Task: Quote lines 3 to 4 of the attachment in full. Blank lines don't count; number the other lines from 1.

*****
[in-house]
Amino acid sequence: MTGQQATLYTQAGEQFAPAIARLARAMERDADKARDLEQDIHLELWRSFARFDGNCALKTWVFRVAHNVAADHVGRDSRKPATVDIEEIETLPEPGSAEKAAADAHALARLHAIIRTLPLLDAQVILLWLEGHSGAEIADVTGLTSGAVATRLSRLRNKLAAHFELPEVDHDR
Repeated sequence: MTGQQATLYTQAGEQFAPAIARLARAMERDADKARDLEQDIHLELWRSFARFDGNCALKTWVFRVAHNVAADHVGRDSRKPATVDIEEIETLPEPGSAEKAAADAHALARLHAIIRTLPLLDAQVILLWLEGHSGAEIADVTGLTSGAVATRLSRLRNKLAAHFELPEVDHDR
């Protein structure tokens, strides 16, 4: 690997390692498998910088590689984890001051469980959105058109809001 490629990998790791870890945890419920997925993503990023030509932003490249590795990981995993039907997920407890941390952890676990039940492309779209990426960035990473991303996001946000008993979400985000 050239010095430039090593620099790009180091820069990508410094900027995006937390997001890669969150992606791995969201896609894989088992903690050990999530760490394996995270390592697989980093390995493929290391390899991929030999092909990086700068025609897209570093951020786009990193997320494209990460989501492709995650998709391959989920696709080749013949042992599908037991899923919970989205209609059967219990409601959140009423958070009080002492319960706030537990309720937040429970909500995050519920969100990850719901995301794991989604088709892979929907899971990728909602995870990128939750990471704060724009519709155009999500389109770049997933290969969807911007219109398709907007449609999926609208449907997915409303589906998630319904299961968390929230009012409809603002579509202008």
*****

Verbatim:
Repeated sequence: MTGQQATLYTQAGEQFAPAIARLARAMERDADKARDLEQDIHLELWRSFARFDGNCALKTWVFRVAHNVAADHVGRDSRKPATVDIEEIETLPEPGSAEKAAADAHALARLHAIIRTLPLLDAQVILLWLEGHSGAEIADVTGLTSGAVATRLSRLRNKLAAHFELPEVDHDR
């Protein structure tokens, strides 16, 4: 690997390692498998910088590689984890001051469980959105058109809001 490629990998790791870890945890419920997925993503990023030509932003490249590795990981995993039907997920407890941390952890676990039940492309779209990426960035990473991303996001946000008993979400985000 050239010095430039090593620099790009180091820069990508410094900027995006937390997001890669969150992606791995969201896609894989088992903690050990999530760490394996995270390592697989980093390995493929290391390899991929030999092909990086700068025609897209570093951020786009990193997320494209990460989501492709995650998709391959989920696709080749013949042992599908037991899923919970989205209609059967219990409601959140009423958070009080002492319960706030537990309720937040429970909500995050519920969100990850719901995301794991989604088709892979929907899971990728909602995870990128939750990471704060724009519709155009999500389109770049997933290969969807911007219109398709907007449609999926609208449907997915409303589906998630319904299961968390929230009012409809603002579509202008």